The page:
Once described as “the pop equivalent of Chernobyl,” Mariah Carey’s soundtrack to Glitter has since been redeemed by fans who successfully campaigned for it to top the charts with a ten thousand percent sales increase earlier this month.
Speaking to Good Morning America, the Elusive Chanteuse thanked her “Lambily” for this unexpected revival of her most maligned work, grateful that #justiceforglitter had finally been won. During the interview, Mariah revealed that she stopped performing songs from Glitter because “it almost ruined my life,” but 17 years later, she can finally acknowledge that it was “actually a really good album.”
When the Glitter soundtrack was first released on September 11, 2001, the world wasn’t ready to celebrate much of anything, let alone the camp 80s excess that sparkled throughout Mariah’s first movie project. Unfortunately, the Imperfect Angel’s very public breakdown and the film’s subsequent box office failure further tainted the release of her eighth album.
Almost two decades later, Mariah’s finally ready to sing the praises of Glitter, but is it “actually a really good album” or are the fans just blinded by the shiny glare of a good redemption story?
“Loverboy”/ “Loverboy (Remix)” featuring Da Brat, Ludacris, Shawnna and Twenty II
Whichever version you’re listening to, there’s a lot going on in “Loverboy.” Behind the scenes, controversy loomed when Mariah’s ex-husband Tommy Mottola supposedly tried to sabotage its release and the remix crammed rappers into the song even more tightly then they crammed Mariah herself into those shorts for the video.
Somehow though, the Glitter star pulled it all together to create what would become the best selling song of 2001, proving that even at her supposed worst, Mariah was still better than everyone else.
Even without Da Brat’s killer bars or those almost inhuman whistle notes at the end, “Loverboy” will always remain Mariah’s most underrated lead single, thanks to the line “And when my sugar daddy takes me for a ride,” giving a whole new meaning to that sweet, sweet “Candy” sample.
“Lead The Way”
We always knew that Mariah could sing, something that made the premise of Glitter itself tough to swallow. “Lead The Way” proves this point tenfold, more than any other song on the soundtrack, and while it might be one of Mariah’s more forgettable ballads, those runs around the three-minute mark onwards are anything but, gifting us with some of the best vocal runs that she’s produced this millennia. Who else but Mariah could hold a note for 21 seconds so effortlessly? Not bad for a Butterfly cast-off.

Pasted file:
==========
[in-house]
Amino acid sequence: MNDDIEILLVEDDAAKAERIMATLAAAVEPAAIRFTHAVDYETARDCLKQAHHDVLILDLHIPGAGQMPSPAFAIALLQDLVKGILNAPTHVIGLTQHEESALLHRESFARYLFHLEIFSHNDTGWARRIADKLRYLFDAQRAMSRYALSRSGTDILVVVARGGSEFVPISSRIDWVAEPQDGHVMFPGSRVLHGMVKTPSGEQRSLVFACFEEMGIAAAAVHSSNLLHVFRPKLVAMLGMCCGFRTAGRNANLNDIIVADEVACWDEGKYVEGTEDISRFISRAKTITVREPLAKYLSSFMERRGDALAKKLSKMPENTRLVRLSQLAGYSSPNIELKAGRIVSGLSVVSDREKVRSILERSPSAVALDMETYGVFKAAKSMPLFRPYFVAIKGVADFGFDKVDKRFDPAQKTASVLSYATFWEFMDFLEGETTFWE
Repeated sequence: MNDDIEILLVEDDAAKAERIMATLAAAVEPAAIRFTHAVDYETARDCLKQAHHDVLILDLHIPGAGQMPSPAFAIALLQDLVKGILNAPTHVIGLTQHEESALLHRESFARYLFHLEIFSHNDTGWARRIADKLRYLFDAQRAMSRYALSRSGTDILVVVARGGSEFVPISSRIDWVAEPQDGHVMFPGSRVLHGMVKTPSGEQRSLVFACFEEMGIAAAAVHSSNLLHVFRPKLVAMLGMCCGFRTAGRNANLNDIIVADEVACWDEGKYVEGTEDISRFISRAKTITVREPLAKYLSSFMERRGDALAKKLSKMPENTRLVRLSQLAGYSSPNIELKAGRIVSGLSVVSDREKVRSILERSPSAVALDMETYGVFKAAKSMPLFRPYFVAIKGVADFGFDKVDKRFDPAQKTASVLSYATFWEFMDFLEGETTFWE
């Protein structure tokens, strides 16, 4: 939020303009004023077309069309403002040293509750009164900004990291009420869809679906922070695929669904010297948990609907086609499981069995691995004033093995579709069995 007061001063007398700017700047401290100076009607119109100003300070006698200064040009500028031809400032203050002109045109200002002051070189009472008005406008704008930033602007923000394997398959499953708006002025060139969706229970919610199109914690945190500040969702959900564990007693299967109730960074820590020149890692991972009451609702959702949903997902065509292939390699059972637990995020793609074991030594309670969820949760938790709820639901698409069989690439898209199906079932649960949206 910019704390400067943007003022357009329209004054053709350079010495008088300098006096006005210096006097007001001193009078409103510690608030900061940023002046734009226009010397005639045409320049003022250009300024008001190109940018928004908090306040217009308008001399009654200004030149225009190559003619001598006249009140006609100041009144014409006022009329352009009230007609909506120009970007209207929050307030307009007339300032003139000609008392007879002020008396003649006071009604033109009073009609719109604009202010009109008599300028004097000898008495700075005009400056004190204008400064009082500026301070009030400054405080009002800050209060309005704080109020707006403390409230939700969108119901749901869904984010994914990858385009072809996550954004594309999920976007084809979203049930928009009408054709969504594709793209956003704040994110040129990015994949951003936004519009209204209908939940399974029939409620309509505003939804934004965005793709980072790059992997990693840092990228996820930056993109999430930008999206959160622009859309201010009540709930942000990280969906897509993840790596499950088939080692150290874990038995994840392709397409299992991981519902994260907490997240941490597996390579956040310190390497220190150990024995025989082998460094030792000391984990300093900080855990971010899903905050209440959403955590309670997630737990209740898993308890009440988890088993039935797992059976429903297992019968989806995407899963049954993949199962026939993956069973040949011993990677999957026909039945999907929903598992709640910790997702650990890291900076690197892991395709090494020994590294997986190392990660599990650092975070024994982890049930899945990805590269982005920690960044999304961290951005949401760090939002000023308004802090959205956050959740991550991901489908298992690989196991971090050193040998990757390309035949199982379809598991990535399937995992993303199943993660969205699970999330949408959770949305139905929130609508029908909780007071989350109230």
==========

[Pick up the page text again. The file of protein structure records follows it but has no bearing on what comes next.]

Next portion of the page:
“If We” (featuring Ja Rule and Nate Dogg)
More than nuclear testing or global warming, the music industry’s faith in Ja Rule was perhaps humanity’s greatest mistake. Even at his peak during the early 2000s, his verses were mundane at best, and his work on this track fares even worse 17 years later.
Nothing about “If We” gels together or fits the theme of the album as a whole, which makes it even stranger that the song was included so early on in the track listing. Go check out “Crybaby” from the Rainbow album if you want to hear how a lullaby duet with rap’s elite should really sound.
“Didn’t Mean to Turn You On”
Four tracks in and Mariah finally lets her nostalgia flag fly with a cover of Cherrelle’s classic ’80s number, complete with the original instrumental helmed once again by producers Jimmy Jam and Terry Lewis. Polished, assertive and sexy as hell, “Didn’t Mean To Turn You On” is Mariah at her most playful, scatting away over the chorus like an ’80s diva possessed.
“Don’t Stop (Funkin’ 4 Jamaica)” featuring Mystikal
We’re not sure how Mystikal slipped into the studio and just casually took over an entire song like this, but when it sounds so good, who are we to complain? Playing out like a number of her best hip-hop duets from this era, Mariah’s smooth hook strangely complements Mystikal’s brash delivery to create one of the album’s best singles. By the end of the video, even the other Mariahs are impressed too! It’s just a shame that “Don’t Stop” failed to chart at the time, proving once again that the general public doesn’t know a good song when they hear it.
“All My Life”